When your debut album sells in the six figures without support from a record label and signals a new era of do-it-yourself music, you could do one of two things. You could embrace your underground success or work full throttle to shed it. If you're Clap Your Hands Say Yeah , you do both.
With an inspiring back story that proved the music could stand for itself, CYHSY was 2005's little indie-rock band that could. Band members sold CDs out of their Brooklyn apartments, turned a blind eye to major labels, and had their girlfriends design the album art. The hype machine and music bloggers kicked into overdrive.
Today, with the self-release of the quintet's sophomore album, "Some Loud Thunder," the spotlight shifts from the hype to the music. Already there are grumbles, from fans and critics alike, that CYHSY has made an album with little regard for the listener. It's rough around the edges, but as perplexing as "Some Loud Thunder" is, even combative in parts, it's also a rewarding listen. That it's challenging attests to the band's strident independence, something fans expect from lead singer and writer Alec Ounsworth and his bandmates.
"Some Loud Thunder" makes no concessions to sophomore-slump expectations, nor does it pander. There are lumps in the batter, of course, starting with the opening title track, which is so leaden with fuzzed-out distortion and countermelodies, it sounds like an unintentional mash-up of two disparate songs.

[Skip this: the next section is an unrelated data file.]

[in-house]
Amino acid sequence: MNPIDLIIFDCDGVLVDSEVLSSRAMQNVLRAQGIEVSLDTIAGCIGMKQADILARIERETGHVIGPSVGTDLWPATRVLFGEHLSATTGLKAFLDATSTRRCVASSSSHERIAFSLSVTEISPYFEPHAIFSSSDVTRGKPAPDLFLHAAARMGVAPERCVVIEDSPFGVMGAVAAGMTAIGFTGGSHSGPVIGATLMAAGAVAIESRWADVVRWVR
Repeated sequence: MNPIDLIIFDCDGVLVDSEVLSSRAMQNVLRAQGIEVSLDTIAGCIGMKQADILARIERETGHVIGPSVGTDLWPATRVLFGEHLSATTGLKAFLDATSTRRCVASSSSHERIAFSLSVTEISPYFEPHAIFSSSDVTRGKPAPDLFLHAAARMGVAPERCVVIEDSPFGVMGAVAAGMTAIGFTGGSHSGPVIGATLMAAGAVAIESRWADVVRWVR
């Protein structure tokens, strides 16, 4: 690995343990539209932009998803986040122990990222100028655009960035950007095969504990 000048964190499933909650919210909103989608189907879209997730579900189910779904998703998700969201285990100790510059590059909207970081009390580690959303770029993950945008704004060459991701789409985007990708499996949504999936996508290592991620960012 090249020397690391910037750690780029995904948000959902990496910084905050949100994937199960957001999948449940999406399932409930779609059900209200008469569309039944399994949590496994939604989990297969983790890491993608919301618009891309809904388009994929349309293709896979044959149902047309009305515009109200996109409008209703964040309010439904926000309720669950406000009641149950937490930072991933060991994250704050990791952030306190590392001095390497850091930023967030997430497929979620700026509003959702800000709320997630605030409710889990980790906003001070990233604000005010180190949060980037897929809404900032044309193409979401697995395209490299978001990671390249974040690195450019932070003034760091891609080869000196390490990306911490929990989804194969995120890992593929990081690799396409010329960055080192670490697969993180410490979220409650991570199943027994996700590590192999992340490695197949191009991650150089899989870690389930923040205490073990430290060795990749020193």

Where the self-titled debut was all jangly guitars with dance-floor appeal ("In This Home on Ice" ), "Some Loud Thunder" is a more abstract rumination. It hits its stride four songs in, finally dropping its guitar hooks for the bleak piano current of "Love Song No. 7." It marks a breakthrough for the band, where the music is in synch with Ounsworth's lyrical desolation: "Now that you're here and see/ Everyone of us seem to take the wrong way home." (It's a good thing there's a lyric sheet; you're still not going to understand Ounsworth's tinny, yowling vocals without it.)
Aside from the fevered dance pitch of "Satan Said Dance," only "Underwater (You and Me)," a love song cleverly veiled as a bouncy bit of chamber pop, comes close to sounding like a hit single.
The album dissolves into a vapor with "Five Easy Pieces," a nearly seven-minute paean to orchestral drone that hinges on a stretch of lofty lyrical sketches ("Too big/ Too strong/ Too weak" and so on). It becomes clear that "Some Loud Thunder" may not be the road fans and once-adoring bloggers expected the band to venture down, but it's still the high road.
James Reed can be reached at firstname.lastname@example.org.